Communication is not just about the words that come out of your mouth it’s about the whole patient journey from their first contact with your patient to your last.
We have previously considered consent and complaints and I have stated several times how communication is key to good consent and complaints processes. The OPS begins with communication as this forms the basis for demonstrating good practice standards.
You communicate your standards through every aspect of your practice – the information on your website, your branding, your advertisements, social media, your response to enquiries, the communication when your patient makes their first appointment, the ease of access to your premises, the environment you practice in, the tidiness of your practice, the whole consultation process – history, examination, treatment, selfcare advice, follow up information and advice. The way your clinic looks, the way you look, the language you use – all communicate with your patients.
This blog is going to consider your non-verbal communication and then over the next few weeks we will consider your verbal communication.
Reflect on your communication
Is it consistent?
A good way to improve your communication can be to put yourself in the shoes of a patient and go through all the processes in your clinic. Alternatively for a different perspective you could ask a colleague or friend to go trough the process.
How do the processes work? – is the process smooth?
Is there a consistent standard of communication?
Are there any improvements that could be made?
What does your practice communicate? Is it what you want to communicate?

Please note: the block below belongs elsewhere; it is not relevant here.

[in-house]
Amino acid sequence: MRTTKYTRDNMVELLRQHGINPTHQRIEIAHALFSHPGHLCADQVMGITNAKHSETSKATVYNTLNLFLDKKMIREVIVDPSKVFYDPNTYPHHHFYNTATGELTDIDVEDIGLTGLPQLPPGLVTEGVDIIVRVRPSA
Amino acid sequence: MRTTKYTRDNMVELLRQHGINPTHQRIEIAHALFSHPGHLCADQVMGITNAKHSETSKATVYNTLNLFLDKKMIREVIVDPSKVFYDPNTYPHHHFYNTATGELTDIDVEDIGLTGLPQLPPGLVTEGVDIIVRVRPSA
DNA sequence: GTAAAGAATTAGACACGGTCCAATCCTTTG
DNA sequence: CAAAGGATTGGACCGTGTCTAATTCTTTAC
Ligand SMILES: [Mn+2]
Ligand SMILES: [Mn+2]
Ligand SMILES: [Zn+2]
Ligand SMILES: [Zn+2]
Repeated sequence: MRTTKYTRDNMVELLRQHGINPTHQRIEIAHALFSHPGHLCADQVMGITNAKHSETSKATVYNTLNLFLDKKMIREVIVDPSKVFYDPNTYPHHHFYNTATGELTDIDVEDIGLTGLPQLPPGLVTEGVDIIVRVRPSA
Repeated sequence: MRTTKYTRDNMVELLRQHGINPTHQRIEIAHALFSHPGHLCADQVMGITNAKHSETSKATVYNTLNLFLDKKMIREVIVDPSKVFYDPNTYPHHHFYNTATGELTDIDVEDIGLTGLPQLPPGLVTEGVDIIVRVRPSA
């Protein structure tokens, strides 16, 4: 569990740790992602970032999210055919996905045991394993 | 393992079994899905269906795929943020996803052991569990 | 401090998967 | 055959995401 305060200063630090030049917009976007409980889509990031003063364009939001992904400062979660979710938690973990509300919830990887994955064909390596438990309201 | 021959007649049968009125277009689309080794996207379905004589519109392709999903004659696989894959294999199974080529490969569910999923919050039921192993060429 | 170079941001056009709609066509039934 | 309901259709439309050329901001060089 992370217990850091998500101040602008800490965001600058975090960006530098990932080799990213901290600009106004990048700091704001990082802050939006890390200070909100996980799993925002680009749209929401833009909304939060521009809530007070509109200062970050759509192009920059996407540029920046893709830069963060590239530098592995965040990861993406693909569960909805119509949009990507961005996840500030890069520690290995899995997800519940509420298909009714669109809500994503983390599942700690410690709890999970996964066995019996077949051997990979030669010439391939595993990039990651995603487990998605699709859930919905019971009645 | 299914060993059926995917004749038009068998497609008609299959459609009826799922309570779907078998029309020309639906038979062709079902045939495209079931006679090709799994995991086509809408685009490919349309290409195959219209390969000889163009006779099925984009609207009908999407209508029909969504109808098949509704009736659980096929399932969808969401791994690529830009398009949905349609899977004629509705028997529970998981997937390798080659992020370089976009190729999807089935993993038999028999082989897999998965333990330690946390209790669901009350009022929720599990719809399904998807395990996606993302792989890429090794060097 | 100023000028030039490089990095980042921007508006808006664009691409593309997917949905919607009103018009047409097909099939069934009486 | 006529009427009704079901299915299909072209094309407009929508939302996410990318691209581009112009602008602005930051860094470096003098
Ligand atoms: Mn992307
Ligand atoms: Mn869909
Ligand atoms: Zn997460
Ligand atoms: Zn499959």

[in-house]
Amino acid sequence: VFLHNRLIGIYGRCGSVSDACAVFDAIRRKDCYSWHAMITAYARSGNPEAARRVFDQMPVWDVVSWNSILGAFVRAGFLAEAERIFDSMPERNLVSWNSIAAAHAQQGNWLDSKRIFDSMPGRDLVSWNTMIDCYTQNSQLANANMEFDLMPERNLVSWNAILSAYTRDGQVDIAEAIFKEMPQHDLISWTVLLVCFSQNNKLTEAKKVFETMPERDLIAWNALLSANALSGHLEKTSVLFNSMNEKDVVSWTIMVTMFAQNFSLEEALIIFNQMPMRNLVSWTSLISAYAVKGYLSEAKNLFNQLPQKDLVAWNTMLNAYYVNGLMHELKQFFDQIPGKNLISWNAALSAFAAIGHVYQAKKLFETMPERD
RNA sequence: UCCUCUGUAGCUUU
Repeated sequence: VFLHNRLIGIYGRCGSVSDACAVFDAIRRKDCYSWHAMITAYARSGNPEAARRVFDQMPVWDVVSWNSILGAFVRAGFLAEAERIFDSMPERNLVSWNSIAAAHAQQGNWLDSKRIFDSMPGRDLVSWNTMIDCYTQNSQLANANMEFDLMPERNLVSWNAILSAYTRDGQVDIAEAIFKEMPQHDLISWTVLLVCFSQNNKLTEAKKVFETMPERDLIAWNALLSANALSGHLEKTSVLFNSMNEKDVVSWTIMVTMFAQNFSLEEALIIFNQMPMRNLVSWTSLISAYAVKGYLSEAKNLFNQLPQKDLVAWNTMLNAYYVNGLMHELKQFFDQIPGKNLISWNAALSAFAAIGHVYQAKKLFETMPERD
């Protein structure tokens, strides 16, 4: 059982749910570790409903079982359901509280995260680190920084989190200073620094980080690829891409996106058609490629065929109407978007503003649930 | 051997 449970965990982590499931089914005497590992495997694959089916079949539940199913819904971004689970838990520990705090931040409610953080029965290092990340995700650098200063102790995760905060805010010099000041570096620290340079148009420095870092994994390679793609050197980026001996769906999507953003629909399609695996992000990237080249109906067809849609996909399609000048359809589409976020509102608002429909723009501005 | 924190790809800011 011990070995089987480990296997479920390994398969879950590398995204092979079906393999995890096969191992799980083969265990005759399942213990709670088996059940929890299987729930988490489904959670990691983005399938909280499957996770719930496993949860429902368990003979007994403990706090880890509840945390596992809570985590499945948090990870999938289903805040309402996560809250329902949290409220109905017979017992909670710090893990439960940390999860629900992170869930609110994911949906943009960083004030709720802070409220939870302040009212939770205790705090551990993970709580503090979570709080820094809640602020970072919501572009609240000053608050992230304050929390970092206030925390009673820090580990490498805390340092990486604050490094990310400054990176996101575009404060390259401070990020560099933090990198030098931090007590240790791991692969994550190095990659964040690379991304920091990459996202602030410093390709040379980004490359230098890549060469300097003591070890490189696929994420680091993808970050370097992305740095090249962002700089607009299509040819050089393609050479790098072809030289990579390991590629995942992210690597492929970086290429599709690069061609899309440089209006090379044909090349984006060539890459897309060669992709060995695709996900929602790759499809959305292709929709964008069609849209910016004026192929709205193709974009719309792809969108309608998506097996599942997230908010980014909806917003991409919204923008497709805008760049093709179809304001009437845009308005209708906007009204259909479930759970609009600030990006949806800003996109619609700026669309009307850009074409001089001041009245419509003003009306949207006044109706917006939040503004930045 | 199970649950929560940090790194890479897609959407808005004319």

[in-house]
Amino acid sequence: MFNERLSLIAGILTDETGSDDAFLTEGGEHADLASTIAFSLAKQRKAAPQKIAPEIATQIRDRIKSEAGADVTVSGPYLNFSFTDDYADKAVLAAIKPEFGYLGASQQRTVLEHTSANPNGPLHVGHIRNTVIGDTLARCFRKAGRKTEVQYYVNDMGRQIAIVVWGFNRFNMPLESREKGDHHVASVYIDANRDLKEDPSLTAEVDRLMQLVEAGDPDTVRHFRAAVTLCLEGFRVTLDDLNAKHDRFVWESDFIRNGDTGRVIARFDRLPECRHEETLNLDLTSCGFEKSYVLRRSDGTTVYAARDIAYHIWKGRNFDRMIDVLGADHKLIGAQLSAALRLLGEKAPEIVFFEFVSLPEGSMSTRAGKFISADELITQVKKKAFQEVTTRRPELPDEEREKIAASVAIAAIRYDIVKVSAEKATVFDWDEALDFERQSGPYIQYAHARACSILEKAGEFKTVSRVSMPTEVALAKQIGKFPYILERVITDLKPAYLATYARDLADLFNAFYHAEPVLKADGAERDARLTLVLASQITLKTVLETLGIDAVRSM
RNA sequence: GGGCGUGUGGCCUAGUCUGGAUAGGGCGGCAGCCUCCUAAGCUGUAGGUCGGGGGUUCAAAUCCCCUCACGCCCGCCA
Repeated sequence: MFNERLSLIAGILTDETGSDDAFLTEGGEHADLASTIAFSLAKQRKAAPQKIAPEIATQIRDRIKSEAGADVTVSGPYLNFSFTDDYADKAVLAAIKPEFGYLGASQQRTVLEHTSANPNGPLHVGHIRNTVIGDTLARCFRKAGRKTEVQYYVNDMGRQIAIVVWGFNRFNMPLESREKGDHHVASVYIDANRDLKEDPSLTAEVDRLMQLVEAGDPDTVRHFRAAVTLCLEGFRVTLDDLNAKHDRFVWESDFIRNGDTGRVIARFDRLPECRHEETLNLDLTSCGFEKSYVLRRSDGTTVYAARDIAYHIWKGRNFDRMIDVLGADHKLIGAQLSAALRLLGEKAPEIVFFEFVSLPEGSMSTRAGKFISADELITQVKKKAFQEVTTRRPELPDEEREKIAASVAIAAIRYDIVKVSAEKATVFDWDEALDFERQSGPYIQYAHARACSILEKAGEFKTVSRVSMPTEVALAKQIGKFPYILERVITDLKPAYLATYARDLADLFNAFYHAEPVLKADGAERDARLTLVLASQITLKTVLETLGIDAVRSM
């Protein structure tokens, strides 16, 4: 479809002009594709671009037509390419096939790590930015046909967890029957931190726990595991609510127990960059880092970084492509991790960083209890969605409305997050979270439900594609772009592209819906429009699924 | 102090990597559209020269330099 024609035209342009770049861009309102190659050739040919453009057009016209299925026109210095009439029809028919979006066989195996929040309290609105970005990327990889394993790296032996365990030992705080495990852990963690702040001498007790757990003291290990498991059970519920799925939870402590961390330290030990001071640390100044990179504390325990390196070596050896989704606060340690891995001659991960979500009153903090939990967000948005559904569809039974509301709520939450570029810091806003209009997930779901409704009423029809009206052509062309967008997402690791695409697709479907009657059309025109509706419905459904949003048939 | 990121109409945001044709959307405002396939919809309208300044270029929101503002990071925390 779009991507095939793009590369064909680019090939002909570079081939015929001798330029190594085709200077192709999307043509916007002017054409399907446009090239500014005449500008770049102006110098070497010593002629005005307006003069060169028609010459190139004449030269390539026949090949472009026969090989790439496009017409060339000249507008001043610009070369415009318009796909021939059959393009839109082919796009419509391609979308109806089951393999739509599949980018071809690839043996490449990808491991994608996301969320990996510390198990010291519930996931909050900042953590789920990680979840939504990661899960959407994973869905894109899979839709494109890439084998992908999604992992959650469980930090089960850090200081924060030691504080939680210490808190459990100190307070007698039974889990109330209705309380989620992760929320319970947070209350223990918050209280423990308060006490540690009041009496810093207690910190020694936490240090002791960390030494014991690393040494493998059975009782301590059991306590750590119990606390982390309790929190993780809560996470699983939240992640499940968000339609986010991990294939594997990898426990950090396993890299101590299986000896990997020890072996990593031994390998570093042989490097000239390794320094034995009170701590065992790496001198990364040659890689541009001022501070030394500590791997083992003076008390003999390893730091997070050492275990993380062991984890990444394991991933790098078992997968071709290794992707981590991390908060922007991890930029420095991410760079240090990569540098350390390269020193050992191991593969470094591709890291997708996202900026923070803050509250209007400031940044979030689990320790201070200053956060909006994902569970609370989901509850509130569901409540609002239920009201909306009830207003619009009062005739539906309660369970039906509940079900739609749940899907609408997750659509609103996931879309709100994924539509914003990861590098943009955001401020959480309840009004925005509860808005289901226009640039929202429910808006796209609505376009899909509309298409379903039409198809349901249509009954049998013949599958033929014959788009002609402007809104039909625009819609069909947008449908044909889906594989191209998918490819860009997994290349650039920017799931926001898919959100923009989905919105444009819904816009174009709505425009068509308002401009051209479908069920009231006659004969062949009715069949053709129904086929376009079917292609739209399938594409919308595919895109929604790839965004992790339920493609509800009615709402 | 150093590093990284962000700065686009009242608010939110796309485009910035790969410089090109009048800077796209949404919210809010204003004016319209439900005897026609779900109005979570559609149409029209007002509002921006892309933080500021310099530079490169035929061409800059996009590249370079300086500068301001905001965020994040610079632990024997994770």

What are your practice values? Are you consistently demonstrating them wherever possible?
Look for areas to improve
Are there areas that you could improve – your ‘uniform’, your clinic room, website, leaflets?
If your practice room has become untidy maybe you need to take a couple of hours to tidy up. Perhaps you need to do some decorating or a deep clean? Can your associates or staff highlight areas that could be improved?
Are there any areas of frustration for patients?
Do you need to respond faster to patient messages? Is it time you had a receptionist or telephone answering service?
An area that springs to mind for me is that I could improve the access for patients to the building. They need to use a buzzer to enter the building but it doesn’t work to ring through to my room, only the main reception and doesn’t always get responded to immediately. This is an action I can take to improve my clinic.
Repeat on a regular basis
This is not something to do once and then forget but it is important to return to it at regular intervals and think about how you could improve your practice communication. Remove any inconsistency, make sure every aspect of your practice projects the message you want to communicate. Identify communication barriers, improvements and opportunities.